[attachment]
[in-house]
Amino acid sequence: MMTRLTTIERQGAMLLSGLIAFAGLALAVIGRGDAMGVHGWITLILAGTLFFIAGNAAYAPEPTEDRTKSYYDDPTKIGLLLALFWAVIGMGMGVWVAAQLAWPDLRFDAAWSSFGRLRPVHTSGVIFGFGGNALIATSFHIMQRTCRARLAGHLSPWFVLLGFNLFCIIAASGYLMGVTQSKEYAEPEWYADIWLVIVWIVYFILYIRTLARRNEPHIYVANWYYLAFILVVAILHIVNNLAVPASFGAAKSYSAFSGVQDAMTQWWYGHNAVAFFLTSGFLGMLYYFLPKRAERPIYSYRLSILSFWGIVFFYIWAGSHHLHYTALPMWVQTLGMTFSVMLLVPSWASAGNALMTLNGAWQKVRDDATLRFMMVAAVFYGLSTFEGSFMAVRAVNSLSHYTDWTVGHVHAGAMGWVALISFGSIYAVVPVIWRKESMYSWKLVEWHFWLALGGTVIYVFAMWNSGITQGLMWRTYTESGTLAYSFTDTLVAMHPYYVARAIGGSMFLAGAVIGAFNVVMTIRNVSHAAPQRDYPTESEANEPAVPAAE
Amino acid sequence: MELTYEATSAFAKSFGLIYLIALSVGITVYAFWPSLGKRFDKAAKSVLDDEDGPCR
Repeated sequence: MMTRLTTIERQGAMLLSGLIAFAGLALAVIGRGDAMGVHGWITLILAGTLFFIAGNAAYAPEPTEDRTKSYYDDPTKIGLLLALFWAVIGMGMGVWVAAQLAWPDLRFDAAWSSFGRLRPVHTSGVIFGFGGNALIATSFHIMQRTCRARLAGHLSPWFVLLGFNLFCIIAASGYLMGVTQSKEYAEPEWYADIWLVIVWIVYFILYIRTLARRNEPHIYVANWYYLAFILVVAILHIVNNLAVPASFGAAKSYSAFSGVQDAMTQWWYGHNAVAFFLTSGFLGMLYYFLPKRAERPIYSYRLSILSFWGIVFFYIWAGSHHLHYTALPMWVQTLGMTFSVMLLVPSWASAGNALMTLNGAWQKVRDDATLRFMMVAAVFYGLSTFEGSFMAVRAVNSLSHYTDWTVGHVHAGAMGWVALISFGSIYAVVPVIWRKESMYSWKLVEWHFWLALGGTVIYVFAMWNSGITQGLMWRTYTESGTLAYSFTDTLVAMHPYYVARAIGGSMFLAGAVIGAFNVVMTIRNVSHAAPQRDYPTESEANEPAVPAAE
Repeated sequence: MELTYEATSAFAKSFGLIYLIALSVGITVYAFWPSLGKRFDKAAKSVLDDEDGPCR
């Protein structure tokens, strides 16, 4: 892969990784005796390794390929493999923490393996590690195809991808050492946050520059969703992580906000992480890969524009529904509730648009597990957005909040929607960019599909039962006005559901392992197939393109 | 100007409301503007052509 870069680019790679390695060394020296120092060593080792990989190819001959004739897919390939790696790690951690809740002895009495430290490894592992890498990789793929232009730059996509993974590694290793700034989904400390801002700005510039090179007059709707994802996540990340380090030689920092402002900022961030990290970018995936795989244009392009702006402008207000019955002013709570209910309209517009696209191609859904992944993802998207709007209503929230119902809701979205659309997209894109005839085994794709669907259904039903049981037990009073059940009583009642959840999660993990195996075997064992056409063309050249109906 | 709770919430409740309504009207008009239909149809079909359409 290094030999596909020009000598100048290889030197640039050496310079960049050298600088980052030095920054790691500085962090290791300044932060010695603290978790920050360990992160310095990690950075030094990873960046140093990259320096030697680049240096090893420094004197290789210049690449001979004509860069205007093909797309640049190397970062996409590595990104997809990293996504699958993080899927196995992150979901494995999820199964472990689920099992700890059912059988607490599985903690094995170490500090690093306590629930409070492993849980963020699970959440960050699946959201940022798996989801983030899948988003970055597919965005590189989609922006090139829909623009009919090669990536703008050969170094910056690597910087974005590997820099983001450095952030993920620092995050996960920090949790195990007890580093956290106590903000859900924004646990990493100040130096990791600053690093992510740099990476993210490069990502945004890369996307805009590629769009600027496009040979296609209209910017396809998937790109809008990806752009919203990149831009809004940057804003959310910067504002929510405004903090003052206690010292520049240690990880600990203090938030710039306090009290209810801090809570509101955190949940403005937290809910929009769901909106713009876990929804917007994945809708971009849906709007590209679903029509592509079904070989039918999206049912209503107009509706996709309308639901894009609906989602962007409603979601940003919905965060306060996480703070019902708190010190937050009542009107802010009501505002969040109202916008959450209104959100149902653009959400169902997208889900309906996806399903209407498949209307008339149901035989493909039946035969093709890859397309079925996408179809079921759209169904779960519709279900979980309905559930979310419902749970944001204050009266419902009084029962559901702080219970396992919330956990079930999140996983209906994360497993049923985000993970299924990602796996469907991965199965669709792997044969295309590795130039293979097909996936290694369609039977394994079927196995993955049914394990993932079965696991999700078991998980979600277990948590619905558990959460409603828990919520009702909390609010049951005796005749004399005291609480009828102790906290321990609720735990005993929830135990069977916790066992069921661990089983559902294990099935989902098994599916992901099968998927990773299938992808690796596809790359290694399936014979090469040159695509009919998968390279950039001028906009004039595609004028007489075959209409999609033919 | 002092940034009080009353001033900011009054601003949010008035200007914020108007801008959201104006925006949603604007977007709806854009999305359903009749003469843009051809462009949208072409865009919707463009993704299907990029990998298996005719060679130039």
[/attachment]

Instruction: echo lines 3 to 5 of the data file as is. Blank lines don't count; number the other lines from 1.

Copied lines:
Amino acid sequence: MELTYEATSAFAKSFGLIYLIALSVGITVYAFWPSLGKRFDKAAKSVLDDEDGPCR
Repeated sequence: MMTRLTTIERQGAMLLSGLIAFAGLALAVIGRGDAMGVHGWITLILAGTLFFIAGNAAYAPEPTEDRTKSYYDDPTKIGLLLALFWAVIGMGMGVWVAAQLAWPDLRFDAAWSSFGRLRPVHTSGVIFGFGGNALIATSFHIMQRTCRARLAGHLSPWFVLLGFNLFCIIAASGYLMGVTQSKEYAEPEWYADIWLVIVWIVYFILYIRTLARRNEPHIYVANWYYLAFILVVAILHIVNNLAVPASFGAAKSYSAFSGVQDAMTQWWYGHNAVAFFLTSGFLGMLYYFLPKRAERPIYSYRLSILSFWGIVFFYIWAGSHHLHYTALPMWVQTLGMTFSVMLLVPSWASAGNALMTLNGAWQKVRDDATLRFMMVAAVFYGLSTFEGSFMAVRAVNSLSHYTDWTVGHVHAGAMGWVALISFGSIYAVVPVIWRKESMYSWKLVEWHFWLALGGTVIYVFAMWNSGITQGLMWRTYTESGTLAYSFTDTLVAMHPYYVARAIGGSMFLAGAVIGAFNVVMTIRNVSHAAPQRDYPTESEANEPAVPAAE
Repeated sequence: MELTYEATSAFAKSFGLIYLIALSVGITVYAFWPSLGKRFDKAAKSVLDDEDGPCR